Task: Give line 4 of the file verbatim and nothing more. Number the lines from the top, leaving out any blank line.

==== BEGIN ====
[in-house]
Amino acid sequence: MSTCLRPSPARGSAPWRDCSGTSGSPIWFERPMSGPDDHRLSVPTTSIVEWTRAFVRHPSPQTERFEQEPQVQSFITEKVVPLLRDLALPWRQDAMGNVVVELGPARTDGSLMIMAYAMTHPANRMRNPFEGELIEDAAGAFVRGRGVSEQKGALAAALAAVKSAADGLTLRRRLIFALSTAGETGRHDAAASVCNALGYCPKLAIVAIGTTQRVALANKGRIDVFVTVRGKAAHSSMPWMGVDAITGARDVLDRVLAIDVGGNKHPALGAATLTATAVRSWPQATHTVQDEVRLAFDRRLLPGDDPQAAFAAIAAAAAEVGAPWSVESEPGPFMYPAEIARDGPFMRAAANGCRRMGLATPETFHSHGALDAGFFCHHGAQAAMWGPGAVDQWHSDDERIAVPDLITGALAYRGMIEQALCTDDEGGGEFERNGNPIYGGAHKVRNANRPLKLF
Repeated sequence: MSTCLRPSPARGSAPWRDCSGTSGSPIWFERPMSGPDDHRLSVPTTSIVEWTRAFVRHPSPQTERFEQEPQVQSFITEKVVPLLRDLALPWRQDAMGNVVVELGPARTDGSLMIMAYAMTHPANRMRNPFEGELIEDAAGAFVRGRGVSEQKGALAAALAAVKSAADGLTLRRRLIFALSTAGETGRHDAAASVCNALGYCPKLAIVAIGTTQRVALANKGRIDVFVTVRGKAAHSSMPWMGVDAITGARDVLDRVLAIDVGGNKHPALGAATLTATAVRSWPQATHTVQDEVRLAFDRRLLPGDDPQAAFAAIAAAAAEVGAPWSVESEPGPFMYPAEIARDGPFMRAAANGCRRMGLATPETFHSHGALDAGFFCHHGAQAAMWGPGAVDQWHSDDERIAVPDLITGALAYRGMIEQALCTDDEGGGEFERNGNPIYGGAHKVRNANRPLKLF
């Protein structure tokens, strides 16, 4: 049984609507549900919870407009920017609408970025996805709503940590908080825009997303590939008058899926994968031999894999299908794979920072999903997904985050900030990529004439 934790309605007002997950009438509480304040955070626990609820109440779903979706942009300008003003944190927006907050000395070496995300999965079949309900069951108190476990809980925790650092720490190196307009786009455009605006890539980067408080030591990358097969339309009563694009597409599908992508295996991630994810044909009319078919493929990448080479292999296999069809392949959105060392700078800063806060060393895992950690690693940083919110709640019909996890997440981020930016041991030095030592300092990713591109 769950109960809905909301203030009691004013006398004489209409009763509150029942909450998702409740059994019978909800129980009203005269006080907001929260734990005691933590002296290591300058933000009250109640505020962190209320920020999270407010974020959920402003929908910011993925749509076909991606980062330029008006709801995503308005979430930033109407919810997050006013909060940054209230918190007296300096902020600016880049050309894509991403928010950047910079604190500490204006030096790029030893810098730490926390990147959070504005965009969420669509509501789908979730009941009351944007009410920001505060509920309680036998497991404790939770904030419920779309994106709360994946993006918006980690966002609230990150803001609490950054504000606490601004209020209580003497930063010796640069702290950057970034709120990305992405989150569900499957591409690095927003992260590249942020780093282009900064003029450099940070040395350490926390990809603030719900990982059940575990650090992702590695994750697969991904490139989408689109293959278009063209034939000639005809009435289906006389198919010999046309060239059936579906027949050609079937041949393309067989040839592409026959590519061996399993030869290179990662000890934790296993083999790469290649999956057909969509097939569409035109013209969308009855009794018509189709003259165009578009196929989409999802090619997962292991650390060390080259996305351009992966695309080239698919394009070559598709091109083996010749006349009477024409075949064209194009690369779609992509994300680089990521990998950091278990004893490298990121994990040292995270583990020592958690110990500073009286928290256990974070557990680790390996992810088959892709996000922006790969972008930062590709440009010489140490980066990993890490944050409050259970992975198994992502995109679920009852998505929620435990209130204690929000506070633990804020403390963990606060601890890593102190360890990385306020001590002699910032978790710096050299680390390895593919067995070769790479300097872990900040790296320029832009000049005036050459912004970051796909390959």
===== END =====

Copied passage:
């Protein structure tokens, strides 16, 4: 049984609507549900919870407009920017609408970025996805709503940590908080825009997303590939008058899926994968031999894999299908794979920072999903997904985050900030990529004439 934790309605007002997950009438509480304040955070626990609820109440779903979706942009300008003003944190927006907050000395070496995300999965079949309900069951108190476990809980925790650092720490190196307009786009455009605006890539980067408080030591990358097969339309009563694009597409599908992508295996991630994810044909009319078919493929990448080479292999296999069809392949959105060392700078800063806060060393895992950690690693940083919110709640019909996890997440981020930016041991030095030592300092990713591109 769950109960809905909301203030009691004013006398004489209409009763509150029942909450998702409740059994019978909800129980009203005269006080907001929260734990005691933590002296290591300058933000009250109640505020962190209320920020999270407010974020959920402003929908910011993925749509076909991606980062330029008006709801995503308005979430930033109407919810997050006013909060940054209230918190007296300096902020600016880049050309894509991403928010950047910079604190500490204006030096790029030893810098730490926390990147959070504005965009969420669509509501789908979730009941009351944007009410920001505060509920309680036998497991404790939770904030419920779309994106709360994946993006918006980690966002609230990150803001609490950054504000606490601004209020209580003497930063010796640069702290950057970034709120990305992405989150569900499957591409690095927003992260590249942020780093282009900064003029450099940070040395350490926390990809603030719900990982059940575990650090992702590695994750697969991904490139989408689109293959278009063209034939000639005809009435289906006389198919010999046309060239059936579906027949050609079937041949393309067989040839592409026959590519061996399993030869290179990662000890934790296993083999790469290649999956057909969509097939569409035109013209969308009855009794018509189709003259165009578009196929989409999802090619997962292991650390060390080259996305351009992966695309080239698919394009070559598709091109083996010749006349009477024409075949064209194009690369779609992509994300680089990521990998950091278990004893490298990121994990040292995270583990020592958690110990500073009286928290256990974070557990680790390996992810088959892709996000922006790969972008930062590709440009010489140490980066990993890490944050409050259970992975198994992502995109679920009852998505929620435990209130204690929000506070633990804020403390963990606060601890890593102190360890990385306020001590002699910032978790710096050299680390390895593919067995070769790479300097872990900040790296320029832009000049005036050459912004970051796909390959």